These aren't just rich people, these are movers and shakers. The kind of people who get things done, who get area-defining concert halls built, give or take $50 million. Still, the closest anyone came to celebrity was one guy, a photographer it turns out, with a scruffy beard and porkpie hat who had a Kevin Federline vibe going on, unintentionally we can only . . . FUCK IS THAT ANJELICA HUSTON!? It is! Anjelica Fucking Huston! She's here with her husband, the artist Robert, Robert, I can't remember his last name, but he's the guy who created the huge gold doors that adorn the entrance of Our Lady Queen of Angels Cathedral in Los Angeles. I walked up to him and asked—him being an artist and all—what he thought of the building, making sure to keep my back to Anjelica to prove that I wasn't impressed with that celebrity crap or the fact that she looked magnificent in her white gown and downy regal air. "So," I asked Robert, "whattaya think?"
"It's nice," he said.
I told him that LA Times architecture critic Christopher Hawthorne had called the design safe, and that the hall's wavy glass exterior reminded him of a luxury-car showroom.
"What does he know?"
I told him that George Zagner, an engineer, and his wife, Ursula, both originally from Poland, had said they thought the area could do with a few trees, "something organic," that the hall was "very nice" but "too sterile" and "has no soul."
"What does he know?" Robert said.
* * *
Okay then, what does Robert really think about this?
"I like it, it's nice."
"What do I know?"
Pain in the ass? Sure. But very cool. Robert What's-His-Name is my new role model. By the way, I'm lying about not knowing his last name. It's Graham. Robert Graham. I know this because I went to the event's PR staff and asked about his last name. One woman immediately got on the walkie-talkie and asked, "What's Anjelica Huston's husband's last name?" There was a pause, and then someone on the other end said, "Anjelica Huston's here?"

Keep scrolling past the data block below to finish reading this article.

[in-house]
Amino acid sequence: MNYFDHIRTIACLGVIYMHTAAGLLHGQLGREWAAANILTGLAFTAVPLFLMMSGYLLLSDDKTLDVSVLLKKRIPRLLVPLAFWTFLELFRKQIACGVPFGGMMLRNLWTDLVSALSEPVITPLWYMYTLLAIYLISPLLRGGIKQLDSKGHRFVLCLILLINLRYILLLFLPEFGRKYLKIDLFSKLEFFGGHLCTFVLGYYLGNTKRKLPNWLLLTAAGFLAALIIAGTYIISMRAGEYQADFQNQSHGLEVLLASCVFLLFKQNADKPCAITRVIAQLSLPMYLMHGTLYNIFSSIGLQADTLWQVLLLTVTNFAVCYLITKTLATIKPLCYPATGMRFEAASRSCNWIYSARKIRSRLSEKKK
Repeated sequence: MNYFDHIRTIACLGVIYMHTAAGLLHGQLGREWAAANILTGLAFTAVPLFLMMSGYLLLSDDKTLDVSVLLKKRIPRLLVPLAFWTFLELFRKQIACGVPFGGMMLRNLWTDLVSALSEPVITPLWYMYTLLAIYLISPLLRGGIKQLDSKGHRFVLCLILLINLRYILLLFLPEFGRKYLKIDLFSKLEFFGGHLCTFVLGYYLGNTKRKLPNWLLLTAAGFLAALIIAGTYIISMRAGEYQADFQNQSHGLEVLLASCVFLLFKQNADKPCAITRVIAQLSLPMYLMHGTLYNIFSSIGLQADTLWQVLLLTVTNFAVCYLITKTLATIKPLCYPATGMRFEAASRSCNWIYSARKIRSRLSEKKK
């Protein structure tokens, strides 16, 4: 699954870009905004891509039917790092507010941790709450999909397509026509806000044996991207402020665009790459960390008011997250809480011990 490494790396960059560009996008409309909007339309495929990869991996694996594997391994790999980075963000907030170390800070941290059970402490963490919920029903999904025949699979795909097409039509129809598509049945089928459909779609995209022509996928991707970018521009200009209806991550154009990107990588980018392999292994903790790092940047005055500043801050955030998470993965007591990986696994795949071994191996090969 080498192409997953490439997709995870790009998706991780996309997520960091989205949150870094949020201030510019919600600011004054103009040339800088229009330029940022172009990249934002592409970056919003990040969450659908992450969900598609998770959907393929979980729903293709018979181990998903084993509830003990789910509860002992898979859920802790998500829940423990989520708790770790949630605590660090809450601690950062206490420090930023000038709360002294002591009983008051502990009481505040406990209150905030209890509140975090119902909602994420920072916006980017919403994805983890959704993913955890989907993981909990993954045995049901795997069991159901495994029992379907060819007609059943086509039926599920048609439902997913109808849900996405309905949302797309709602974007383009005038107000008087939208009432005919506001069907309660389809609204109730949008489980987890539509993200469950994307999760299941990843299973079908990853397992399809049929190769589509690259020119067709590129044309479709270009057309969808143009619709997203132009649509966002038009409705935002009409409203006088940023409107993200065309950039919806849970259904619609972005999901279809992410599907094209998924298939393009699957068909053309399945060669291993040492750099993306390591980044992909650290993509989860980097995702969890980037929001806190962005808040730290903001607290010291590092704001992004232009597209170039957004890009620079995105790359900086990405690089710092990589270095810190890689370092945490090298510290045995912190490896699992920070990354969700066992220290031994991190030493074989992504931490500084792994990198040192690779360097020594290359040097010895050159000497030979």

Then it was time to actually go in the hall. The concert hall itself is far more magnificent than the outside. Undulating lines, pale wood offset by red chairs, it's gorgeous. The Pacific Symphony played and was in fine form—like I would know—on their own and when playing with the evening's featured performer, Placido Domingo, who, I don't care what anyone says, can sing.
By the time the orchestra was halfway through a Mahler symphony, my stomach had begun to eat itself. I hadn't eaten since noon and it was now around 9 and I had an empty stomach because I had refused the crab puffs from the servers, with whom I made consistent eye contact and asked how they were, so now, hungry and tired, I alternated between blacking out, dozing off and hallucinating. Of the last, the only one I can remember was a rather mundane scenario involving Anjelica Huston putting on her makeup in the car on the ride over.
It was about this time that the buzzing in my head started. Low at first, but consistent and louder. I found out later that everyone could hear the omnipresent hum caused by a surge arrester that went off when workers outside the hall were powering up the equipment necessary for the post-concert festivities. Those festivities proved that rich folk get just as geeked up for fireworks as any 8-year-old kid, as they ooohed and aaahed the pyrotechnics.
So what did it all mean?
"It means we're having a wonderful time," said one lady kinda doing a little mambo all by herself.
The rich couples were now busy making their way over to the party tent or having their pictures taken in those rich-people-at-benefit poses you see. A couple walked by one photographer and his colleague. "Wait," the colleague shouted at them, pausing for effect. "I'm from Riviera."
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"Ooooooh," the couple squealed and quickly got in line to have their pictures taken in front of the hall, which shone and sparkled. It looked very nice.
* * *
The following morning my daughter asked me where I'd been the previous night. I showed her the front page of the LA Times and its picture of a lit-up Segerstrom Hall. My daughter is extremely artistic, so I asked her what she thought.
"Mmmm," she said. "It's nice."